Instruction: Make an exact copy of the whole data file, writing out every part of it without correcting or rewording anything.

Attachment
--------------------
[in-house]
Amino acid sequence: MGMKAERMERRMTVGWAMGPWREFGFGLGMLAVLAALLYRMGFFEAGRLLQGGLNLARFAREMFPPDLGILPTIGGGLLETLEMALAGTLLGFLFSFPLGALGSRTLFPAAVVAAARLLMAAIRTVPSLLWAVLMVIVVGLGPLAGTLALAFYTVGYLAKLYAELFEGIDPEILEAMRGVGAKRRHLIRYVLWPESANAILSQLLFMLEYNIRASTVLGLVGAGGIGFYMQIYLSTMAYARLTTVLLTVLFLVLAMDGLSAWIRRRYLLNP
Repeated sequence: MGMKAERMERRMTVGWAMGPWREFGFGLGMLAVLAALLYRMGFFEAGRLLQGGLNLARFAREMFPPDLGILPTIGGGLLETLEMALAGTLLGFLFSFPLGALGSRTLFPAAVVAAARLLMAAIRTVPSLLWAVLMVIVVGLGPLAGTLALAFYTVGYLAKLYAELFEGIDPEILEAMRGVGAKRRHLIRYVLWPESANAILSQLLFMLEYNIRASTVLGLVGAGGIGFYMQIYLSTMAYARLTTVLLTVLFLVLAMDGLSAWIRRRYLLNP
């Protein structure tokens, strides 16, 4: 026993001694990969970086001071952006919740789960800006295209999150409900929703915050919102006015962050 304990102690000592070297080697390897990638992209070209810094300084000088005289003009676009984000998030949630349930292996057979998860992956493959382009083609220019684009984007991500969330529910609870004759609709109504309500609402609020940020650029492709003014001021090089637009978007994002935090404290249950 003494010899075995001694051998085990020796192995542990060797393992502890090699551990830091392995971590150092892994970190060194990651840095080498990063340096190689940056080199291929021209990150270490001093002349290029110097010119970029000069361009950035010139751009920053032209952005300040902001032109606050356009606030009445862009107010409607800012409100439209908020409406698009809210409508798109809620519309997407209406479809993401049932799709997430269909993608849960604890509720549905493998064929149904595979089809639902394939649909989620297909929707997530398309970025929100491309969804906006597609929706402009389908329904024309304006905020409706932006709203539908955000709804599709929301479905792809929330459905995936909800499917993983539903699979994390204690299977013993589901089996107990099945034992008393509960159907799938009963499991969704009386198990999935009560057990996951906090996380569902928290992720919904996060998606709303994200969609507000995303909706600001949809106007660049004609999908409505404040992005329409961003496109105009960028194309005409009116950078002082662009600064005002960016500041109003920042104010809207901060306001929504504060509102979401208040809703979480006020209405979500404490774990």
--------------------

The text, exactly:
[in-house]
Amino acid sequence: MGMKAERMERRMTVGWAMGPWREFGFGLGMLAVLAALLYRMGFFEAGRLLQGGLNLARFAREMFPPDLGILPTIGGGLLETLEMALAGTLLGFLFSFPLGALGSRTLFPAAVVAAARLLMAAIRTVPSLLWAVLMVIVVGLGPLAGTLALAFYTVGYLAKLYAELFEGIDPEILEAMRGVGAKRRHLIRYVLWPESANAILSQLLFMLEYNIRASTVLGLVGAGGIGFYMQIYLSTMAYARLTTVLLTVLFLVLAMDGLSAWIRRRYLLNP
Repeated sequence: MGMKAERMERRMTVGWAMGPWREFGFGLGMLAVLAALLYRMGFFEAGRLLQGGLNLARFAREMFPPDLGILPTIGGGLLETLEMALAGTLLGFLFSFPLGALGSRTLFPAAVVAAARLLMAAIRTVPSLLWAVLMVIVVGLGPLAGTLALAFYTVGYLAKLYAELFEGIDPEILEAMRGVGAKRRHLIRYVLWPESANAILSQLLFMLEYNIRASTVLGLVGAGGIGFYMQIYLSTMAYARLTTVLLTVLFLVLAMDGLSAWIRRRYLLNP
């Protein structure tokens, strides 16, 4: 026993001694990969970086001071952006919740789960800006295209999150409900929703915050919102006015962050 304990102690000592070297080697390897990638992209070209810094300084000088005289003009676009984000998030949630349930292996057979998860992956493959382009083609220019684009984007991500969330529910609870004759609709109504309500609402609020940020650029492709003014001021090089637009978007994002935090404290249950 003494010899075995001694051998085990020796192995542990060797393992502890090699551990830091392995971590150092892994970190060194990651840095080498990063340096190689940056080199291929021209990150270490001093002349290029110097010119970029000069361009950035010139751009920053032209952005300040902001032109606050356009606030009445862009107010409607800012409100439209908020409406698009809210409508798109809620519309997407209406479809993401049932799709997430269909993608849960604890509720549905493998064929149904595979089809639902394939649909989620297909929707997530398309970025929100491309969804906006597609929706402009389908329904024309304006905020409706932006709203539908955000709804599709929301479905792809929330459905995936909800499917993983539903699979994390204690299977013993589901089996107990099945034992008393509960159907799938009963499991969704009386198990999935009560057990996951906090996380569902928290992720919904996060998606709303994200969609507000995303909706600001949809106007660049004609999908409505404040992005329409961003496109105009960028194309005409009116950078002082662009600064005002960016500041109003920042104010809207901060306001929504504060509102979401208040809703979480006020209405979500404490774990």